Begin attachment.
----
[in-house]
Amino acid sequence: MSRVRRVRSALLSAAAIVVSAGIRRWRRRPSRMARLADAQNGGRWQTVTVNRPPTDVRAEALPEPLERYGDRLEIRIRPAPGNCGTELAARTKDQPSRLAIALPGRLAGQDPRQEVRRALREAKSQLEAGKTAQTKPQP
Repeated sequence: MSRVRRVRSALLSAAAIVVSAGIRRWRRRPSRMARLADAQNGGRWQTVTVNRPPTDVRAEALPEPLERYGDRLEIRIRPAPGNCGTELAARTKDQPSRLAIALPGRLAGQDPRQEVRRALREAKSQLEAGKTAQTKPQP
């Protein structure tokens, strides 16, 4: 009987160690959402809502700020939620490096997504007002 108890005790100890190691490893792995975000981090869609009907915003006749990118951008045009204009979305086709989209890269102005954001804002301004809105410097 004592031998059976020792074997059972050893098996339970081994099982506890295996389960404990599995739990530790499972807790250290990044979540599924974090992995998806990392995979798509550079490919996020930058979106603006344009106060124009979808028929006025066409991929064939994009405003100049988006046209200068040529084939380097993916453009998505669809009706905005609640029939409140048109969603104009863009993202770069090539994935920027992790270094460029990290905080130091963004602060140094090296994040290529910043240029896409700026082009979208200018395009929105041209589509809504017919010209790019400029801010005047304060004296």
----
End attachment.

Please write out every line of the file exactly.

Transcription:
[in-house]
Amino acid sequence: MSRVRRVRSALLSAAAIVVSAGIRRWRRRPSRMARLADAQNGGRWQTVTVNRPPTDVRAEALPEPLERYGDRLEIRIRPAPGNCGTELAARTKDQPSRLAIALPGRLAGQDPRQEVRRALREAKSQLEAGKTAQTKPQP
Repeated sequence: MSRVRRVRSALLSAAAIVVSAGIRRWRRRPSRMARLADAQNGGRWQTVTVNRPPTDVRAEALPEPLERYGDRLEIRIRPAPGNCGTELAARTKDQPSRLAIALPGRLAGQDPRQEVRRALREAKSQLEAGKTAQTKPQP
């Protein structure tokens, strides 16, 4: 009987160690959402809502700020939620490096997504007002 108890005790100890190691490893792995975000981090869609009907915003006749990118951008045009204009979305086709989209890269102005954001804002301004809105410097 004592031998059976020792074997059972050893098996339970081994099982506890295996389960404990599995739990530790499972807790250290990044979540599924974090992995998806990392995979798509550079490919996020930058979106603006344009106060124009979808028929006025066409991929064939994009405003100049988006046209200068040529084939380097993916453009998505669809009706905005609640029939409140048109969603104009863009993202770069090539994935920027992790270094460029990290905080130091963004602060140094090296994040290529910043240029896409700026082009979208200018395009929105041209589509809504017919010209790019400029801010005047304060004296």